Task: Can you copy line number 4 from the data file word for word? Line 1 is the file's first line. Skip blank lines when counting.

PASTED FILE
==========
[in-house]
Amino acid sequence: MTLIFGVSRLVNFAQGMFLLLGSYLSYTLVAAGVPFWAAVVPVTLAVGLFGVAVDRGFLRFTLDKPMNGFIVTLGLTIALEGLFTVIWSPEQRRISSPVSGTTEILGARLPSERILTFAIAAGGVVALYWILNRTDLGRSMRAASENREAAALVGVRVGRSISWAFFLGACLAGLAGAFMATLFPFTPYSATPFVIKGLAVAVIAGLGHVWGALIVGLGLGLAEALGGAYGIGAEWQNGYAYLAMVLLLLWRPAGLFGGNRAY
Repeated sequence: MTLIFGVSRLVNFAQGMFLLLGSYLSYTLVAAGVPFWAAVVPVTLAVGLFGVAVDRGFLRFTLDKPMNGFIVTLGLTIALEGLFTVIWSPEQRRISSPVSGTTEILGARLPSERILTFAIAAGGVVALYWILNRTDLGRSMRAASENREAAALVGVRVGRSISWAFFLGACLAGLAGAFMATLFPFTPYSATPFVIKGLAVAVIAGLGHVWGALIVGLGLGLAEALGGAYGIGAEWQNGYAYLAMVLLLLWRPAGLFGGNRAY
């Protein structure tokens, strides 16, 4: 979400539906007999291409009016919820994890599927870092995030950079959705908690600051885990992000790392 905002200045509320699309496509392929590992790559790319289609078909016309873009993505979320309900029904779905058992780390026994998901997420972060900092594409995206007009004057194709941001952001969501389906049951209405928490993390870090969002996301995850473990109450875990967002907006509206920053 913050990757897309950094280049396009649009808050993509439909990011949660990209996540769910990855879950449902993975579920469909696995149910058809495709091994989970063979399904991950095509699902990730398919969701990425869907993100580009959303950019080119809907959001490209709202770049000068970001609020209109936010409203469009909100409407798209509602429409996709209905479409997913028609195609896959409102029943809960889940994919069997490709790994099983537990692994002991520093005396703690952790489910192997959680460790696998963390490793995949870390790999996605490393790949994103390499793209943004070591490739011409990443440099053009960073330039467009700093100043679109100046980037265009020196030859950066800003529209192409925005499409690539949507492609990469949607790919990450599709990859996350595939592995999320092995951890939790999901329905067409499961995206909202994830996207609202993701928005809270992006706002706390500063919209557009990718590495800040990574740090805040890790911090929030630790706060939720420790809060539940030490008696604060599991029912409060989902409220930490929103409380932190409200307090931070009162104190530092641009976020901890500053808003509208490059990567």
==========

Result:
């Protein structure tokens, strides 16, 4: 979400539906007999291409009016919820994890599927870092995030950079959705908690600051885990992000790392 905002200045509320699309496509392929590992790559790319289609078909016309873009993505979320309900029904779905058992780390026994998901997420972060900092594409995206007009004057194709941001952001969501389906049951209405928490993390870090969002996301995850473990109450875990967002907006509206920053 913050990757897309950094280049396009649009808050993509439909990011949660990209996540769910990855879950449902993975579920469909696995149910058809495709091994989970063979399904991950095509699902990730398919969701990425869907993100580009959303950019080119809907959001490209709202770049000068970001609020209109936010409203469009909100409407798209509602429409996709209905479409997913028609195609896959409102029943809960889940994919069997490709790994099983537990692994002991520093005396703690952790489910192997959680460790696998963390490793995949870390790999996605490393790949994103390499793209943004070591490739011409990443440099053009960073330039467009700093100043679109100046980037265009020196030859950066800003529209192409925005499409690539949507492609990469949607790919990450599709990859996350595939592995999320092995951890939790999901329905067409499961995206909202994830996207609202993701928005809270992006706002706390500063919209557009990718590495800040990574740090805040890790911090929030630790706060939720420790809060539940030490008696604060599991029912409060989902409220930490929103409380932190409200307090931070009162104190530092641009976020901890500053808003509208490059990567």